11/9/2021

tsgql

My novel solution to the Typescript <-> GraphQL code generation problem


With GraphQL you have the bookkeping problem of managing both the schema's representation of your data, and your code's representation of data. The solution is to choose one as the single source of truth, and use it to generate the other.

The standard choice is the GraphQL schema, and then generating types for your desired language from it. There is plenty of tooling to facilitate this method. This is at first glance a robust solution, but ultimately it is a facade, because the GraphQL schema language itself lends to this type of problem. Allow me to explain.

For example, suppose I have user with fields id, name, email, age. Now I want to create an operation to update a user, I don't want to allow updates to a user's ID, and I would like to make the rest of the fields optional if I for example only want to update a single field.

Writing the GraphQL schema would look something like this:

type User { id: Int! name: String! email: String! age: Int! } """ We don't want to update a User's ID, and we make the other fields optional so we can use any combination of them. """ input UpdateUserInput { name: String email: String age: Int } type Mutation { updateUser(id: Int!, input: UpdateUserInput): User }

But as you can see there is some redundancy in that I need to copy the fields from User. And what happens if I add, remove, or change a field? It's very easy to forget to propagate this alteration to the Input type, and imagine how the problem exacerbates when we have a large number of types and fields.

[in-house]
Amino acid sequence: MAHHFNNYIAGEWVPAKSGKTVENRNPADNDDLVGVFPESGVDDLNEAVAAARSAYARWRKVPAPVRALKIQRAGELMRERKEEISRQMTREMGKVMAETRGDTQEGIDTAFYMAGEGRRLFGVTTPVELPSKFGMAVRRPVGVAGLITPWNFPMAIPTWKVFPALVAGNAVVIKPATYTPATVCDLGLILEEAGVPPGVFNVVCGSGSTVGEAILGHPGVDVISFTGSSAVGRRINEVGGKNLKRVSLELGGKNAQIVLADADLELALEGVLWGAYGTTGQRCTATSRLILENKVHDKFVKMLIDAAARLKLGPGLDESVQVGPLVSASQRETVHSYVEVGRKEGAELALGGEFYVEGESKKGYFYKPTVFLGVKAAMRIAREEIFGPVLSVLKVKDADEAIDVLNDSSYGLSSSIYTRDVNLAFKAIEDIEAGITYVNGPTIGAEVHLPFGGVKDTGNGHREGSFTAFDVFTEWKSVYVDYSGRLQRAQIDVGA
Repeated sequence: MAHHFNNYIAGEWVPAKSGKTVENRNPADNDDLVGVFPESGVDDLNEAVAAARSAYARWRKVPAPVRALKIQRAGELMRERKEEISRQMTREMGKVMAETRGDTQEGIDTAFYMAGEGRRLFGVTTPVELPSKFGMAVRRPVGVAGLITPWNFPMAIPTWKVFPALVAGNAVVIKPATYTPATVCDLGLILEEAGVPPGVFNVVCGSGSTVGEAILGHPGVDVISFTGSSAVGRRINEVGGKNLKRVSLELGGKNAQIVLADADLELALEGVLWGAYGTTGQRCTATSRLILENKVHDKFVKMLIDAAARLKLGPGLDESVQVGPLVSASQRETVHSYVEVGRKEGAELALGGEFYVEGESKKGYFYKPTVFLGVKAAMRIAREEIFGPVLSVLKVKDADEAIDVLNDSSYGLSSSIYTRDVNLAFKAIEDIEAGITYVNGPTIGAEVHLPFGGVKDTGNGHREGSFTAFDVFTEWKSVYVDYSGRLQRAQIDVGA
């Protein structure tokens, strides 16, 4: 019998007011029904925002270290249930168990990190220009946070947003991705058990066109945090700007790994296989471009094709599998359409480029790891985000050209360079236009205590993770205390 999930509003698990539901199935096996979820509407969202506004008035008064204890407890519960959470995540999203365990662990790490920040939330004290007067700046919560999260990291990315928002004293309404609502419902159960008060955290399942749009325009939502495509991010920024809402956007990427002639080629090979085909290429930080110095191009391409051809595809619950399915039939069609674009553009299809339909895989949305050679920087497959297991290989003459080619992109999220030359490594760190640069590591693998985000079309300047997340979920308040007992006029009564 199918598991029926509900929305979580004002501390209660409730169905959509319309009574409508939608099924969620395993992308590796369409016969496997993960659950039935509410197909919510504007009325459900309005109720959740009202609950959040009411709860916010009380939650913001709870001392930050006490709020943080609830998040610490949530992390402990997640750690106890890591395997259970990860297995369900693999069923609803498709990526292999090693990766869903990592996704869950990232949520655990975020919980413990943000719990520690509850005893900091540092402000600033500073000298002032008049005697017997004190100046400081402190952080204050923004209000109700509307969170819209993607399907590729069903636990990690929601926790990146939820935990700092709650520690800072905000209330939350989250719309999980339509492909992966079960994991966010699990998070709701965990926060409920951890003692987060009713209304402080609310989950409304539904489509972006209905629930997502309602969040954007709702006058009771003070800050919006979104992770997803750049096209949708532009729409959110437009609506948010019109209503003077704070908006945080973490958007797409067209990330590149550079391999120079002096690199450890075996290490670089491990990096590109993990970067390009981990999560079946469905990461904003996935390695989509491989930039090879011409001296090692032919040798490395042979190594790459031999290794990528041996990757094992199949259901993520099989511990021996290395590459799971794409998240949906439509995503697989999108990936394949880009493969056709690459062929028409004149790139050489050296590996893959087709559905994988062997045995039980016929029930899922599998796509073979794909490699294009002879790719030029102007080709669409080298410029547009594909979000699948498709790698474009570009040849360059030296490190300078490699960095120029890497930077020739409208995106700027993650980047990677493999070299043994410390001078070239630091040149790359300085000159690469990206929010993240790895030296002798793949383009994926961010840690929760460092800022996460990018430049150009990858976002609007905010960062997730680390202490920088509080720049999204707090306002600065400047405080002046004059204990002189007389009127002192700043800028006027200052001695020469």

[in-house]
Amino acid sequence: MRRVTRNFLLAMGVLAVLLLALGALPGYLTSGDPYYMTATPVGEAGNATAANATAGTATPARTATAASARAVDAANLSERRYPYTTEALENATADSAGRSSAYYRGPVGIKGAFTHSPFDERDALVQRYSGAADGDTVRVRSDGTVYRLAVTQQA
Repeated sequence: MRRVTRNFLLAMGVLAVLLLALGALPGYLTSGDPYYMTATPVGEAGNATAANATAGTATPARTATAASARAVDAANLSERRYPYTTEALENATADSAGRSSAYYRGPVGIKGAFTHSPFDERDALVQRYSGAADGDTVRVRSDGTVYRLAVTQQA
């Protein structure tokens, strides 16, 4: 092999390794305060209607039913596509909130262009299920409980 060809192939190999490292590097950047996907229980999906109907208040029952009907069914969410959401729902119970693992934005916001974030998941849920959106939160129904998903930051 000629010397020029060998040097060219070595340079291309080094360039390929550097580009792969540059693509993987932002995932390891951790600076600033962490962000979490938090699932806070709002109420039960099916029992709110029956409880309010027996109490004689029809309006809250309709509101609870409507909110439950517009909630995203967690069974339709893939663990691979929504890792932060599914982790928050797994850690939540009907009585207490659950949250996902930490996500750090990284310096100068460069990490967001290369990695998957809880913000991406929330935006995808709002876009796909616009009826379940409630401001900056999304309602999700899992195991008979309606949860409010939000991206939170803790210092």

The end result is that we have circled back to the original bookkeeping problem we intended to solve. This is because GraphQL lacks a way to make operations/selections on the sets that types represent, this is the exact class of operations Typescript is uniquely equipped to do.

With tsgql this bookkeeping is finally eradicated. This is because we use Typescript's type system, which allows us to alias and reference other types, as well as expand or reduce our type set. The GraphQL schema above can be written with tsgl in Typescript like so:

export type User { id: number name: string email: string age: number } export type Mutation = { updateUser: (args: { id: number, input: Partial<Omit<User, 'id'>>}) => Promise<User>; }

tsgql will generate the GraphQL schema depicted previously, using the just the Typescript types you see directly above. As long as a type is marked with export, it will be transpiled into the appropriate GraphQL schema type.

With this approach you can use any Typescript type feature at your disposal, including importing types from modules, creating type aliases, conditional types, recursive types, and any of Typescript's type utilities.

At modfy, our specific use case was using DB types generated from our Prisma schema.

// Import Prisma generated types import { User } from '@prisma/client' // Tell tsgql to generate the type export { User } // Declare constant fields for User, using `Pick<T, K>` so we // get errors if we select fields that don't exist on the type. type ConstantUserFields = Pick<User, 'id' | 'email' | 'createdAt'> // Declare a type alias for the constant fields all made optional type UpdateUserFields = Partial<Omit<User, keyof ConstantUserFields>> type Mutation = { updateUser: (args: { id: number, input: UpdateUserFields}) => Promise<User>; }

Got any questions? Did I say something completely bogus and wrong? Hit me up on Twitter.